UWA rescues lions from Kasese village

Uganda Wildlife Authority (UWA) successfully conducted an
operation to rescue three male lions that had moved out of Queen Elizabeth National Park and strayed into Kiyenge village in Lake Katwe Sub-county, Kasese district.

The lions reportedly strayed into the villages on New Year’s day, according to UWA’s Communication manager, Bashir Hangi.

The operation was conducted by a joint team of UWA rangers, staff of Uganda Carnivore program (UCP) and Wildlife Conservation Society (WCS) who tracked the lions using the Very High Frequency  (VHF) signals to know their exact location.

The lions were fitted with a satellite collar and Hip with a Very High Frequency (VHF) in 2018 to monitor their movement in a bid to address the lion – human conflict that is rife at the interface.

“The operation was aimed at capturing the lions that had strayed outside Queen Elizabeth National Park and translocating them back to park so that they don’t cause any danger to the neighbouring community,” Hangi said.

From the satellite signals, the conservationists were able to know the direction in which the lions are moving.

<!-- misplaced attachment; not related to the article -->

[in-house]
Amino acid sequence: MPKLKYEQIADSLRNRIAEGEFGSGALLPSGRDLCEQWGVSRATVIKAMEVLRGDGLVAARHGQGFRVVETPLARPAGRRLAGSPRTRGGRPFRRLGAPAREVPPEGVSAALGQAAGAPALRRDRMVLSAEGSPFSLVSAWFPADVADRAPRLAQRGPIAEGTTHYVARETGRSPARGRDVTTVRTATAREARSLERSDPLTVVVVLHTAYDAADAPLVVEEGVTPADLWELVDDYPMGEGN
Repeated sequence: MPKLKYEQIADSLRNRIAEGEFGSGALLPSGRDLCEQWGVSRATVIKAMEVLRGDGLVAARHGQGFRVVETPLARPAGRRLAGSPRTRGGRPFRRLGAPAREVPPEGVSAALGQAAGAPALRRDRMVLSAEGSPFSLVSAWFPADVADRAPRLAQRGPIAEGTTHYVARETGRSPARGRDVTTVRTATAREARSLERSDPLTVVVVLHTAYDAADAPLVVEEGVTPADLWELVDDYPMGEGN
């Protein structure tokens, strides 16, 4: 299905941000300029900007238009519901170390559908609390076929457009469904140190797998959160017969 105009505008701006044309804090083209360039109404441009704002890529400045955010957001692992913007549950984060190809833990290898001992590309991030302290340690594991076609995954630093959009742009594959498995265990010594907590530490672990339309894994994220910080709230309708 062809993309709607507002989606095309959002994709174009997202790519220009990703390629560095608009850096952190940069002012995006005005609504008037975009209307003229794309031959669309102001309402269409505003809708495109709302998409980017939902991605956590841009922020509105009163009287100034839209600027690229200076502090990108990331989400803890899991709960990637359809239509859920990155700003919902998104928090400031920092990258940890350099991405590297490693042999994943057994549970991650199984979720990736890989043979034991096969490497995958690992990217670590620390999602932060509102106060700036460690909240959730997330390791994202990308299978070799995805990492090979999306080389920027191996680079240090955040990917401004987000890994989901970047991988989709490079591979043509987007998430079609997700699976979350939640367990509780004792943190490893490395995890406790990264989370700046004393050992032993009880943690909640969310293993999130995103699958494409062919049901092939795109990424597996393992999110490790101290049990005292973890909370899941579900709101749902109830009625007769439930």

“The lions were lured with a bait of buffalo legs and recorded sounds of prey animals including warthogs, hyenas and buffalo calf were played. These calls lured out the lions to the set bait from where a darting vehicle was positioned nearby,” Hangi said.

“All the 3 big male lions arrived at the stage and struggled to take off the bait that was securely fastened,” he added.

As they stuggled to take off the bait, veterinary doctors who were already stationed in area darted the three lions before loading them on waiting trucks for transportation back to the park.

UWA rangers loading one of the lions on a truck

They were released at Kasenyi plains, a distance of around 20km away, from their natural area.

UWA Executive Director Sam Mwandha commended the rescue team for
commitment, professionalism and hard work.

“This is the true conservation spirit; we have conservation heroes who put their lives at risk to save wildlife and also protect the communities”, said Mwandha.

Mwandha said that UWA will continue to embrace technology which enables quicker tracking of animals for purposes of monitoring the movements so that they can be easily prevented from going outside the parks and disturb the communities.

He added that with increased use of technology, such operations will continue being undertaken as one of the
ways of minimising Human Wildlife Conflicts.